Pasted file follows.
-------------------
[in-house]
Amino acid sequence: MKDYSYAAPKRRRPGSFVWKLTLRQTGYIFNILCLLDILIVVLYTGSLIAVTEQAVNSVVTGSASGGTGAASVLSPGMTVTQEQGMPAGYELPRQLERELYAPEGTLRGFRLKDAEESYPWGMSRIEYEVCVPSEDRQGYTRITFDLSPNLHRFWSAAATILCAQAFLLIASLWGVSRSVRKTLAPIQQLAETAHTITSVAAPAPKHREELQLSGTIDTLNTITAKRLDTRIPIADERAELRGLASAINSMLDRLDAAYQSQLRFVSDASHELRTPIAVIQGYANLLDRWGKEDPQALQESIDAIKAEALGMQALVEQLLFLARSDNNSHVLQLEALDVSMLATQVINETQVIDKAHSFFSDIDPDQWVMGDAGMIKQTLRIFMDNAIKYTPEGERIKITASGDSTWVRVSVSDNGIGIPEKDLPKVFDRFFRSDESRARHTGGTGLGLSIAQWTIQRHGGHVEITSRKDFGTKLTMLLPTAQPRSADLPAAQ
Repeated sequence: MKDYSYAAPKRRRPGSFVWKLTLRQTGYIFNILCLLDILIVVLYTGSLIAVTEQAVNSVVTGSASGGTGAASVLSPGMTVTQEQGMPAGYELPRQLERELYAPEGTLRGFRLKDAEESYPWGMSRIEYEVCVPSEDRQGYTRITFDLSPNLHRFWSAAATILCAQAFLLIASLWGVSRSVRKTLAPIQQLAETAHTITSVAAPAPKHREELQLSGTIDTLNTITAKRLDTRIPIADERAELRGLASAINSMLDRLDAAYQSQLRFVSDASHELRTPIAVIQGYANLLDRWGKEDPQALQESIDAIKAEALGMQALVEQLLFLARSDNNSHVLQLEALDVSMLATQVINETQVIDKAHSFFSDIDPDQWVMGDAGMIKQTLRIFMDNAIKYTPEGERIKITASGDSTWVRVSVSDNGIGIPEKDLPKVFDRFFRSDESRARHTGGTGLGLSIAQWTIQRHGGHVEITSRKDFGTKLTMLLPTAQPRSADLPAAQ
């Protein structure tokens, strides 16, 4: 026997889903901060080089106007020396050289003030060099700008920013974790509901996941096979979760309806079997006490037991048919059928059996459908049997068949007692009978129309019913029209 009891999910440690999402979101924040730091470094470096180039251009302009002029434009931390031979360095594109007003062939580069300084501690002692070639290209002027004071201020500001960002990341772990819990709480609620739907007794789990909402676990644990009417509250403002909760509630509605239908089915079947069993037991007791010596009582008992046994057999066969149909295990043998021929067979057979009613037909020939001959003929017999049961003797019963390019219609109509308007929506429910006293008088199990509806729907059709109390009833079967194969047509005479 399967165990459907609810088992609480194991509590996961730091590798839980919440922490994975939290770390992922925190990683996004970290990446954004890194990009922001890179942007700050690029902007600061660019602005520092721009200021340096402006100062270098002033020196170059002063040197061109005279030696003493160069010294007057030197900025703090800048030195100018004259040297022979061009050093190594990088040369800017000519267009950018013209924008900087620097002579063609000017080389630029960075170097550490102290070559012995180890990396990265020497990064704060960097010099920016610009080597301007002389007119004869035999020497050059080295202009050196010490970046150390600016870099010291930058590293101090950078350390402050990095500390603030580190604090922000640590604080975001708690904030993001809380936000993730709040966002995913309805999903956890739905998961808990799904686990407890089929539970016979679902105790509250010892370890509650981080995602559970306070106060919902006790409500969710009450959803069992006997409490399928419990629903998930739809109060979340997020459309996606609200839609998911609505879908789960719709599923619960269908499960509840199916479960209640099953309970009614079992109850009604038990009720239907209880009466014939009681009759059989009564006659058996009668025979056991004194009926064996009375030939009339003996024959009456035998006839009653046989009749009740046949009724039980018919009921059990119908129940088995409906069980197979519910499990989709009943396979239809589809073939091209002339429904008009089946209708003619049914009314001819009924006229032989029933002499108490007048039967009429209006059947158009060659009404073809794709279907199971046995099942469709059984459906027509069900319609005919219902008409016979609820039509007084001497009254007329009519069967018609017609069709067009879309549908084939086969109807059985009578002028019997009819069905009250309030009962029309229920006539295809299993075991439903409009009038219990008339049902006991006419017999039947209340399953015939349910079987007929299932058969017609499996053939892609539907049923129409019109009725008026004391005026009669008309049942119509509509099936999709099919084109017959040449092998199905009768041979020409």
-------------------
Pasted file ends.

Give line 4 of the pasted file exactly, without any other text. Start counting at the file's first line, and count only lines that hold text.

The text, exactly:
């Protein structure tokens, strides 16, 4: 026997889903901060080089106007020396050289003030060099700008920013974790509901996941096979979760309806079997006490037991048919059928059996459908049997068949007692009978129309019913029209 009891999910440690999402979101924040730091470094470096180039251009302009002029434009931390031979360095594109007003062939580069300084501690002692070639290209002027004071201020500001960002990341772990819990709480609620739907007794789990909402676990644990009417509250403002909760509630509605239908089915079947069993037991007791010596009582008992046994057999066969149909295990043998021929067979057979009613037909020939001959003929017999049961003797019963390019219609109509308007929506429910006293008088199990509806729907059709109390009833079967194969047509005479 399967165990459907609810088992609480194991509590996961730091590798839980919440922490994975939290770390992922925190990683996004970290990446954004890194990009922001890179942007700050690029902007600061660019602005520092721009200021340096402006100062270098002033020196170059002063040197061109005279030696003493160069010294007057030197900025703090800048030195100018004259040297022979061009050093190594990088040369800017000519267009950018013209924008900087620097002579063609000017080389630029960075170097550490102290070559012995180890990396990265020497990064704060960097010099920016610009080597301007002389007119004869035999020497050059080295202009050196010490970046150390600016870099010291930058590293101090950078350390402050990095500390603030580190604090922000640590604080975001708690904030993001809380936000993730709040966002995913309805999903956890739905998961808990799904686990407890089929539970016979679902105790509250010892370890509650981080995602559970306070106060919902006790409500969710009450959803069992006997409490399928419990629903998930739809109060979340997020459309996606609200839609998911609505879908789960719709599923619960269908499960509840199916479960209640099953309970009614079992109850009604038990009720239907209880009466014939009681009759059989009564006659058996009668025979056991004194009926064996009375030939009339003996024959009456035998006839009653046989009749009740046949009724039980018919009921059990119908129940088995409906069980197979519910499990989709009943396979239809589809073939091209002339429904008009089946209708003619049914009314001819009924006229032989029933002499108490007048039967009429209006059947158009060659009404073809794709279907199971046995099942469709059984459906027509069900319609005919219902008409016979609820039509007084001497009254007329009519069967018609017609069709067009879309549908084939086969109807059985009578002028019997009819069905009250309030009962029309229920006539295809299993075991439903409009009038219990008339049902006991006419017999039947209340399953015939349910079987007929299932058969017609499996053939892609539907049923129409019109009725008026004391005026009669008309049942119509509509099936999709099919084109017959040449092998199905009768041979020409």